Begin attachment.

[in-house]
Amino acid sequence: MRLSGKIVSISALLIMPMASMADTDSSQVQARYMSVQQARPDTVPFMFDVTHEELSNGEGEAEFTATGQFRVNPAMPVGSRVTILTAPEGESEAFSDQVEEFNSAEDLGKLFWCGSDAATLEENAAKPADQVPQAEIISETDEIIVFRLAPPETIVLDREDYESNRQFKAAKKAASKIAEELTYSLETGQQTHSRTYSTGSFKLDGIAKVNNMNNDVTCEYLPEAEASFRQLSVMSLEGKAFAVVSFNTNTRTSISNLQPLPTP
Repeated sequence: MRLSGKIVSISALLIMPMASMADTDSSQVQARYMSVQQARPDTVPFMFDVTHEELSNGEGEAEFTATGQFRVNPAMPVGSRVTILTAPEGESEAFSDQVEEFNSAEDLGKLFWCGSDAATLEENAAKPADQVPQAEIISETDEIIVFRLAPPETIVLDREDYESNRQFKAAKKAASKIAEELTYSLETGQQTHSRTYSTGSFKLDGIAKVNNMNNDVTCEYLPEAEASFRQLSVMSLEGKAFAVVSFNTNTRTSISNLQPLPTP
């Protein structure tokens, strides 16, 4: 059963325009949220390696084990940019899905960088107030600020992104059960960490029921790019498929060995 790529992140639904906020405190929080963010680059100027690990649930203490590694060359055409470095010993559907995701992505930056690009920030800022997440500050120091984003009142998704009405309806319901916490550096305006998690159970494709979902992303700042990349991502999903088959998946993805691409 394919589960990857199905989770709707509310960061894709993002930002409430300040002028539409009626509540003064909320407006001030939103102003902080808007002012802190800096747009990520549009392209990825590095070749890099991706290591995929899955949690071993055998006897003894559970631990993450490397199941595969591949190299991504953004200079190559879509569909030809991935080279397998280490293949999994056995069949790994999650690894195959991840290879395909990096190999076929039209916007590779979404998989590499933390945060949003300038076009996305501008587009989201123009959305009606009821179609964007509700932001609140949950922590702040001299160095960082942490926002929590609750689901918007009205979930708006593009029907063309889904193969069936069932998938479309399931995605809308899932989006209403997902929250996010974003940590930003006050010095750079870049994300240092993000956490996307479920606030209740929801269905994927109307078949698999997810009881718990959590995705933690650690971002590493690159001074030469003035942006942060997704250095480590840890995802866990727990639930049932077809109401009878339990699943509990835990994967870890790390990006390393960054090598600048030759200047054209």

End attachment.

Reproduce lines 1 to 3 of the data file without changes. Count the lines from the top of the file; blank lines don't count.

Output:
[in-house]
Amino acid sequence: MRLSGKIVSISALLIMPMASMADTDSSQVQARYMSVQQARPDTVPFMFDVTHEELSNGEGEAEFTATGQFRVNPAMPVGSRVTILTAPEGESEAFSDQVEEFNSAEDLGKLFWCGSDAATLEENAAKPADQVPQAEIISETDEIIVFRLAPPETIVLDREDYESNRQFKAAKKAASKIAEELTYSLETGQQTHSRTYSTGSFKLDGIAKVNNMNNDVTCEYLPEAEASFRQLSVMSLEGKAFAVVSFNTNTRTSISNLQPLPTP
Repeated sequence: MRLSGKIVSISALLIMPMASMADTDSSQVQARYMSVQQARPDTVPFMFDVTHEELSNGEGEAEFTATGQFRVNPAMPVGSRVTILTAPEGESEAFSDQVEEFNSAEDLGKLFWCGSDAATLEENAAKPADQVPQAEIISETDEIIVFRLAPPETIVLDREDYESNRQFKAAKKAASKIAEELTYSLETGQQTHSRTYSTGSFKLDGIAKVNNMNNDVTCEYLPEAEASFRQLSVMSLEGKAFAVVSFNTNTRTSISNLQPLPTP